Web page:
To be honest I don’t really like either of these because they both have big flaws like that, and of the three major “standalone app formats” I prefer AppImage the most simply because I can just download those without needing to install some other daemon first.

        • Mike Steele
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          1 year ago

          @2xsaiko Was this in response to my response to someone asking about new distros? New to Mastodon!

          Haven’t noticed the snaps much, but when I have, it was something weird that made me think it probably wouldn’t have happened if I hadn’t installed the snap… probably my aversion to learning something new and unrelated. I absolutely hated systemd when it first got pushed by Redhat, but I’ve come around.

          Yeah, not liking the tone of that developer. Maybe needs an LLM-bedside-coprocessor. ;)

    • @winnie@lemmy.mlOP
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      181 year ago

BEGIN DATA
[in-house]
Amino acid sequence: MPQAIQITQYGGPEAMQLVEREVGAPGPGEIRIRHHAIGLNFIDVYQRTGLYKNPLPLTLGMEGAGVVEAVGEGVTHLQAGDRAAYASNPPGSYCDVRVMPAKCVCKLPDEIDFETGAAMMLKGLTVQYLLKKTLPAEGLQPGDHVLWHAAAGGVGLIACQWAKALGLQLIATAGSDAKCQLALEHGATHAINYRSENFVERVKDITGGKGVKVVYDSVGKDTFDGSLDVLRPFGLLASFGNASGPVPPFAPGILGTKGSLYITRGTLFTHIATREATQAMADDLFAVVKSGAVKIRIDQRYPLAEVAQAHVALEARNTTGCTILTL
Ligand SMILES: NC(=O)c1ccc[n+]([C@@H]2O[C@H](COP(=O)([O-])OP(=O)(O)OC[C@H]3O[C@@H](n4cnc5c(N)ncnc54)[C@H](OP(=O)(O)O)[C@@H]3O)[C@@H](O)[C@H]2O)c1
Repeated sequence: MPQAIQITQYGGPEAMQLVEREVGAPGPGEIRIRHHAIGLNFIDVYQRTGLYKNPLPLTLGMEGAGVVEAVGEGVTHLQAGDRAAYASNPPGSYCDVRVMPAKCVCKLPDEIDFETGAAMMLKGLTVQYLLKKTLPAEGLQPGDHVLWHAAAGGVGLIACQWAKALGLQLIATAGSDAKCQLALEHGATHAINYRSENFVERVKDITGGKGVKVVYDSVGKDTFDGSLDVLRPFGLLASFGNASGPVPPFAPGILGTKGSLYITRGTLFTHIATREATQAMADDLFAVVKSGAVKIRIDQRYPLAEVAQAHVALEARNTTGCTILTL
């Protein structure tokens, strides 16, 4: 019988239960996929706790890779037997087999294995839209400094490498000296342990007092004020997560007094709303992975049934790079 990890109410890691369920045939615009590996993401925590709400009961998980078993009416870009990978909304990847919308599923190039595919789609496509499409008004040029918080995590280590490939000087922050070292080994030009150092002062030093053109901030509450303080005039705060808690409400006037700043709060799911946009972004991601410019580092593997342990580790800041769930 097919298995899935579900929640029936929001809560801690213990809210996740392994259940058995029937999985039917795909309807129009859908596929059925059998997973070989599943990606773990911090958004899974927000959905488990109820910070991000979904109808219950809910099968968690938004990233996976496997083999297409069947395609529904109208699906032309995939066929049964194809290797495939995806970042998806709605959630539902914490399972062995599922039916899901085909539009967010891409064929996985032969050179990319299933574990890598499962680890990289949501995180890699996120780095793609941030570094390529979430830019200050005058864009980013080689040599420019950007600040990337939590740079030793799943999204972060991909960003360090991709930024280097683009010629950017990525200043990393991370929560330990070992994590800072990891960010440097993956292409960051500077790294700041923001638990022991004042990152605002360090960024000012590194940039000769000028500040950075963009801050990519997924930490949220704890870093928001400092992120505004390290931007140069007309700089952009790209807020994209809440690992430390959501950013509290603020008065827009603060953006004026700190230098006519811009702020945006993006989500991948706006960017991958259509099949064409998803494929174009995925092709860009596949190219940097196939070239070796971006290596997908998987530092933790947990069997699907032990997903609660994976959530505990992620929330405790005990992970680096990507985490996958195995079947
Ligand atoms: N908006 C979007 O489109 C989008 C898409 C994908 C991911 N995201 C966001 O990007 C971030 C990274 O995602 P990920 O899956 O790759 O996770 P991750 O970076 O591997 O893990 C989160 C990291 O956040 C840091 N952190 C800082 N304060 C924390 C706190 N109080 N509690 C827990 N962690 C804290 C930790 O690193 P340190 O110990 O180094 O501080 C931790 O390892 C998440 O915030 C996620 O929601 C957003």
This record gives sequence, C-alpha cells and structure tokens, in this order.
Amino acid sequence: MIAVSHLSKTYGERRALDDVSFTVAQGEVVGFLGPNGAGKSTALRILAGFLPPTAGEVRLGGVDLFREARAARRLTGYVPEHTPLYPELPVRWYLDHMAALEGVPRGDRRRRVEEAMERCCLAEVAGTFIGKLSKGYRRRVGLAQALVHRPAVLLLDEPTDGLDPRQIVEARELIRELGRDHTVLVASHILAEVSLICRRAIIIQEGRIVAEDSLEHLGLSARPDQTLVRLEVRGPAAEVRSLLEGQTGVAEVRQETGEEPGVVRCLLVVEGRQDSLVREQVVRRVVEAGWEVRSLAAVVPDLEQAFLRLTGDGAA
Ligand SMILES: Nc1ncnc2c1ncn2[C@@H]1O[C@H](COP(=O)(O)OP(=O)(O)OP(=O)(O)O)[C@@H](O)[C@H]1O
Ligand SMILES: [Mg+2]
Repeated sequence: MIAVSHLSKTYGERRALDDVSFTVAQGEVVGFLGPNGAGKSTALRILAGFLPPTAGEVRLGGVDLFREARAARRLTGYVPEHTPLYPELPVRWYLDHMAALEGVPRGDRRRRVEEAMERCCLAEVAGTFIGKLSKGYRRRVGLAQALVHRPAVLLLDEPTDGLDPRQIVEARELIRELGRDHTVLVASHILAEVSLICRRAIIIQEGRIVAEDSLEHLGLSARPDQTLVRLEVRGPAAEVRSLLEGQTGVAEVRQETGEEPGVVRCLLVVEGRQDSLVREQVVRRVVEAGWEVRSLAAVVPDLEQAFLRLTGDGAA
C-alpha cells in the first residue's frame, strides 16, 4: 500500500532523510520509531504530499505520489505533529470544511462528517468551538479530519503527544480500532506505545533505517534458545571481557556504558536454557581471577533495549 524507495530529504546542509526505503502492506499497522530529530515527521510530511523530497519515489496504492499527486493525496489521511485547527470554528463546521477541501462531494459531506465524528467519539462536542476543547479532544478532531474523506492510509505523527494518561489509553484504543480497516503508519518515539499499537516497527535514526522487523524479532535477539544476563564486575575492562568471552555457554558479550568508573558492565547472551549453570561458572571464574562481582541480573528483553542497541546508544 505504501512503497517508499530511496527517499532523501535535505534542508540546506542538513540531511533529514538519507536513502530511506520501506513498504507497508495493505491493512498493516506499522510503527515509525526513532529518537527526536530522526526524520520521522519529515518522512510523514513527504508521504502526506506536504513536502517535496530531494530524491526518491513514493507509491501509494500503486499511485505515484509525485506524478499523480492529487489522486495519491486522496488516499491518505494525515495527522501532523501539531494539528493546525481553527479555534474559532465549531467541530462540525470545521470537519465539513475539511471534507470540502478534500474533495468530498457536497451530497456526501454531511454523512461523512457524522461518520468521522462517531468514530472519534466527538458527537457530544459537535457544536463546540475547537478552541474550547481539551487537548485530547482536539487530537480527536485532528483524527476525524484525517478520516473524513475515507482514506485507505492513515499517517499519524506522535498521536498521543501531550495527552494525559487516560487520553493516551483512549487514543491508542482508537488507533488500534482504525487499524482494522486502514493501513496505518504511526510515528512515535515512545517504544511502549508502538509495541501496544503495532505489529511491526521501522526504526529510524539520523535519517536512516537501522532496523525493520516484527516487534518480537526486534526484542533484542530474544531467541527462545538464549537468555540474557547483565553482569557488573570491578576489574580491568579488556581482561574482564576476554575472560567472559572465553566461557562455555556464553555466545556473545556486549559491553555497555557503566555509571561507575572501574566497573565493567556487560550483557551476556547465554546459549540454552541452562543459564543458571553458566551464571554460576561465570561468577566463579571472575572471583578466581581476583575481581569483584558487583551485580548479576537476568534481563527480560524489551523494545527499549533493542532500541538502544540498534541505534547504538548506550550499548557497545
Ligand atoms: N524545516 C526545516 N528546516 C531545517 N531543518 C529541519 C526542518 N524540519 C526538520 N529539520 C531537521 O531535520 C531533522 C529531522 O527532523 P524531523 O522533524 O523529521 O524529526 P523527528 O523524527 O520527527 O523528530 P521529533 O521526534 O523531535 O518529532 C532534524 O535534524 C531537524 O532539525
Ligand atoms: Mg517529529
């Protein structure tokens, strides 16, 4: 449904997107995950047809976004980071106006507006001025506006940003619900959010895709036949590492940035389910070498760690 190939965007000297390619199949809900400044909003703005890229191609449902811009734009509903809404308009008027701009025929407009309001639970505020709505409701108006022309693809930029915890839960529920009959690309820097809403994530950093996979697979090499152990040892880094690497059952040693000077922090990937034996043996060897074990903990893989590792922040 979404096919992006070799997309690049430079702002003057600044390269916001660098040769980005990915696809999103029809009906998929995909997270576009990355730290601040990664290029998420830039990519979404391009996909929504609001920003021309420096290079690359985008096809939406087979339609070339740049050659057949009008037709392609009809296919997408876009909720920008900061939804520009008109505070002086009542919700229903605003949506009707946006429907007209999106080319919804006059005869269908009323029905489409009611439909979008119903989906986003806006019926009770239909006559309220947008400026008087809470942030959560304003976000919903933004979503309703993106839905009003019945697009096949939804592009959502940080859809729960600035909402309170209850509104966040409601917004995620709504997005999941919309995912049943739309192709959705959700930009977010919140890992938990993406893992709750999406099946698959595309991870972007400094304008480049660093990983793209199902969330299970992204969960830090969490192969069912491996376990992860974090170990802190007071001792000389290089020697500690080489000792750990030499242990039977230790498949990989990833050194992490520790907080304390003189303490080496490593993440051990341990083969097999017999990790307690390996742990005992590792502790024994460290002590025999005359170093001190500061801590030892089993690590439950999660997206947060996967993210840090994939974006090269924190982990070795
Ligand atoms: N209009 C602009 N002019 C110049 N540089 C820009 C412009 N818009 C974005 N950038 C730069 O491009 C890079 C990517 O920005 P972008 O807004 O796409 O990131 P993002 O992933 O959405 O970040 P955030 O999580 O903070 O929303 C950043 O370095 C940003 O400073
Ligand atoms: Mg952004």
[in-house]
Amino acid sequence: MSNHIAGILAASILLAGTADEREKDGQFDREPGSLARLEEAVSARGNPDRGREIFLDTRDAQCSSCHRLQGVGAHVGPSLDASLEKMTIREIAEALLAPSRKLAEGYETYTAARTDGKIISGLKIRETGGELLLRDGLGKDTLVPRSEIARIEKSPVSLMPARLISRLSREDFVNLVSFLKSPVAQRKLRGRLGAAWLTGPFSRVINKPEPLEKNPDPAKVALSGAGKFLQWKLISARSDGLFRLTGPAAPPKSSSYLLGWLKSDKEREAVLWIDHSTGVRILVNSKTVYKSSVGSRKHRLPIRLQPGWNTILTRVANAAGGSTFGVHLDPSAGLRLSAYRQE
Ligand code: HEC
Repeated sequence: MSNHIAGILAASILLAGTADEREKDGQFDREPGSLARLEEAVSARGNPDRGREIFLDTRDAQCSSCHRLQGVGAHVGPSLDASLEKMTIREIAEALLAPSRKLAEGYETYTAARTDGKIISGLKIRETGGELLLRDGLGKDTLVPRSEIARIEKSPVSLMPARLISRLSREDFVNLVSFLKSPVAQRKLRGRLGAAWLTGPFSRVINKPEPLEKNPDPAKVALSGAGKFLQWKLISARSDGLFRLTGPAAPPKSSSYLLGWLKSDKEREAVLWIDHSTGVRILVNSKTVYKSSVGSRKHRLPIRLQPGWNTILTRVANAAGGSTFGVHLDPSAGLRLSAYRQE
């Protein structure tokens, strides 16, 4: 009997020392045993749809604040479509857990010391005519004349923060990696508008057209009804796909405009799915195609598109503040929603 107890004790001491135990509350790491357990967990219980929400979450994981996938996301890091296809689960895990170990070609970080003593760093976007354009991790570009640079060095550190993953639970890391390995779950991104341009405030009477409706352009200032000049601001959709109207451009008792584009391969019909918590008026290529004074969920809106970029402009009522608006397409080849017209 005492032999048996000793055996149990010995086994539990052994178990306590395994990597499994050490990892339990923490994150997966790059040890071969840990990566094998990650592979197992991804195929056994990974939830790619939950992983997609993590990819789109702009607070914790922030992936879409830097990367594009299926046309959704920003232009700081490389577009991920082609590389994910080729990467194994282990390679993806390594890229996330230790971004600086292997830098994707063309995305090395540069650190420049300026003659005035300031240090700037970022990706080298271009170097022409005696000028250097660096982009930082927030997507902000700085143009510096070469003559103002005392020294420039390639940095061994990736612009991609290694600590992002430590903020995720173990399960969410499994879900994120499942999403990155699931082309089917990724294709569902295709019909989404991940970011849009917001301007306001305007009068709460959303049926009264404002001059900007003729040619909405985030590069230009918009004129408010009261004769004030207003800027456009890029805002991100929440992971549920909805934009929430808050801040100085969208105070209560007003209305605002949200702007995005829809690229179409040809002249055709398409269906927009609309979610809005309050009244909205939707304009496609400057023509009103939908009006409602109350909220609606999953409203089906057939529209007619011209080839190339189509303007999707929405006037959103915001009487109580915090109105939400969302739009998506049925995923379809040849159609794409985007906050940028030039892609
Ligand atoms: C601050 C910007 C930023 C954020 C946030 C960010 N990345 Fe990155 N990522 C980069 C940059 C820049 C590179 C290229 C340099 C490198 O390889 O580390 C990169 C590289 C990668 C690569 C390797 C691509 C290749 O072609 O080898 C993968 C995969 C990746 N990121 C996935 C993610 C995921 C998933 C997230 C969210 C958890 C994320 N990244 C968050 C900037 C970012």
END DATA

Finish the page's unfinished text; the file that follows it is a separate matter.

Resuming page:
No, it’s not nice decision. It’s more political decision, to force Ubuntu’s own solution instead of alternative.

      (I’m wondering if you would be notified for reply in mastodon?)

          • anders
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            41 year ago

            @winnie
            It shouldn’t matter. Mastodon users should get notified when you reply to their post even though they aren’t tagged in it.

            At least that’s the case for me on Friendica but I remember the same behaviour from back when I used Mastodon.

    • PureTryOut
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      51 year ago

      Wait, how did you view this post via Mastodon? I know both Lemmy and Mastodon use ActivityPub but the UX and urlpatterns are quite different and client-specific. What is the format of the link you used to view this?

        • PureTryOut
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          11 year ago

          I found out in the meantime. You can find communities from Lemmy on Mastodon using the @communityname@server pattern. So @kde@lemmy.kde.social will find this community. On Mastodon it’ll appear as a user boosting every post (both top post and comments) and that way you can find individual comments.

          It isn’t great, the UX is clearly different and not made for each other, but it works and you can favourite or boost individual posts with it.

  • @wiki_me@lemmy.ml
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    81 year ago

    Flavor leads (apparently) agree

    Press X to doubt